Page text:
And there you have it! The main differences between Ham Radio vs CB and why everyone needs to get out of CB and into Ham. Remember, when you take our online ham radio class, 15% of your registration goes back to helping keep our trails open! Just pick your favorite My Off Road Radio Partner when you register!
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Join the Off Road Ham Radio Community at the Forums!
Also, if you don’t have your Ham Radio Technician License, head over to our Online Ham Radio Class and study up!
And, of course, don’t forget to check out our MORRFlate 4 Tire Off Road Inflation Deflation Kit!
Hi. The problem for me to switch from a CB to ham is the rest of the club members would have to switch also. We ride the trails in buggies and there are four buggy clubs in No. Ca. The east bay hi Tailers, the Escarabajos, the Merced runabouts, and the Modesto ridge runner. It’s not unusual to find members of different clubs on the same outings. So how do I get everyone else to switch? I guess I could have both. It looks like you sell a hand held ham radio, but I’d still have to have 2 antennas.
This is a SUPER common issue… How to get the rest of your club on board.
The best way I have found, is to get a couple of the Baofeng BF-8HP or GT-3TPs. Whenever you guys go on runs, tell the Trail Boss and the Caboose to each have them so that they can 100% stay in contact with each other. And do that on EVERY run that you are on. They will immediately start talking about how much better they are than CB. As more and more people use them from the trail boss and caboose positions on each run, the word will spread as to how much better they are. Just make sure they run on an open frequency like a MURS or FRS frequency 😉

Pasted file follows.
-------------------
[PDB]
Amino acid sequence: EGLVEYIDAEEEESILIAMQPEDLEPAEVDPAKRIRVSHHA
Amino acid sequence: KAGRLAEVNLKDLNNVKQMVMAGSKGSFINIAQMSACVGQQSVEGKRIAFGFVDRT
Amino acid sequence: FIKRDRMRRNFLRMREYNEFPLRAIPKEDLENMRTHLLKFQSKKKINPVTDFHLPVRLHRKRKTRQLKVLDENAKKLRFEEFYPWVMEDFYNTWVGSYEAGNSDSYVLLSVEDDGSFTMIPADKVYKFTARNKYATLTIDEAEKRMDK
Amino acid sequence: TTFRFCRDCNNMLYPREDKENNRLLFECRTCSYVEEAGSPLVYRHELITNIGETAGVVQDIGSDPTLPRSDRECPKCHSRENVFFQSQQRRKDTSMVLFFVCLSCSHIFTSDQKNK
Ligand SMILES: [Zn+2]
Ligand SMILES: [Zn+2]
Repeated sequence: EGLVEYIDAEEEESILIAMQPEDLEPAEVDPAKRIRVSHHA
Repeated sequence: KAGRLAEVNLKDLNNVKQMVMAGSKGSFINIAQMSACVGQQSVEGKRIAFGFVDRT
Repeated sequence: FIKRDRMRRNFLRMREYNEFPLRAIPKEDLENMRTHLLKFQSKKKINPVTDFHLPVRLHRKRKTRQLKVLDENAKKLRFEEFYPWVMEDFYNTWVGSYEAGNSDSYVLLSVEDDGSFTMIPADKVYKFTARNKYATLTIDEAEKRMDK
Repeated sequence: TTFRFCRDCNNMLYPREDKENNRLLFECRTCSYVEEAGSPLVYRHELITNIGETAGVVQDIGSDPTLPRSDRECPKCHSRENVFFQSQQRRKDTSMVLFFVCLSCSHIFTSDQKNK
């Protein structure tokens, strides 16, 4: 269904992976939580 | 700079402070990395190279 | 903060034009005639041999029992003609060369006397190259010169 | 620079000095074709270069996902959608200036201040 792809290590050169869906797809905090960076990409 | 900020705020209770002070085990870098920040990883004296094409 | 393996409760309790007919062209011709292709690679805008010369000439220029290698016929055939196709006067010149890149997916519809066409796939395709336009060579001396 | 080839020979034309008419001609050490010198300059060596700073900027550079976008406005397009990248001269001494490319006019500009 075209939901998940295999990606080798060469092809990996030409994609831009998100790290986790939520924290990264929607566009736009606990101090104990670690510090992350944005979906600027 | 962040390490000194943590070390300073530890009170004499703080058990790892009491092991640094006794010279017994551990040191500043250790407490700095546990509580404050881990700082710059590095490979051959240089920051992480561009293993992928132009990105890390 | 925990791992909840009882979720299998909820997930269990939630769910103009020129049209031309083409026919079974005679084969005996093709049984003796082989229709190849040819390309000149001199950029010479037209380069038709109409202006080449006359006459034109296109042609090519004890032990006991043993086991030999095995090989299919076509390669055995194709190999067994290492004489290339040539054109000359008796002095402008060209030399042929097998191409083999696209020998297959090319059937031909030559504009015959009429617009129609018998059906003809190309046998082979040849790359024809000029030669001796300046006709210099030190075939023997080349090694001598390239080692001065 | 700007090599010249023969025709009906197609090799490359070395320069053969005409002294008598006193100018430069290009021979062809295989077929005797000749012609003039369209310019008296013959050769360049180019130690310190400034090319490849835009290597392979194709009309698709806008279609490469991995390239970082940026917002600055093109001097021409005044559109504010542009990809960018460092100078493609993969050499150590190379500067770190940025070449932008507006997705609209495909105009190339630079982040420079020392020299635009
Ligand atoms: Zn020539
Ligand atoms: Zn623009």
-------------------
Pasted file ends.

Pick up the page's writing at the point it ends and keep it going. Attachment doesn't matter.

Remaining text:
The other way that I have had work well, is get a ham license, get a hard wired radio in your buggy and run a 37″ antenna. Make sure the radio has crossband repeat. During lunches, camp time, trail prep, etc, turn your mobile radio to crossband repeat onto your handheld radio. Then sit your mobile radio on a popular repeater (for NorCal (Rubicon, Barrett, Fordyce areas), use the N6ICW Sacramento repeater). Then, turn your handheld volume up high. When people start talking on the repeater, ignore it. Soon people will start looking at you funny because your handheld is being loud and abnoxious… then you say “Oh, sorry… Vacaville is being talkative today.” And turn down the volume to a reasonable level. Then, if someone says “Vacaville???” You then talk about the range and how you are able to talk to a repeater in Vacaville from on top of Cadillac Hill and challenge them to get their CB to do the same thing 😉 haha
I always turn up the volume on my mobile ham radio whenever I leave the rig… Whether I have it sending the signal to my handheld or not… Just to see if anyone notices it and starts up any conversations.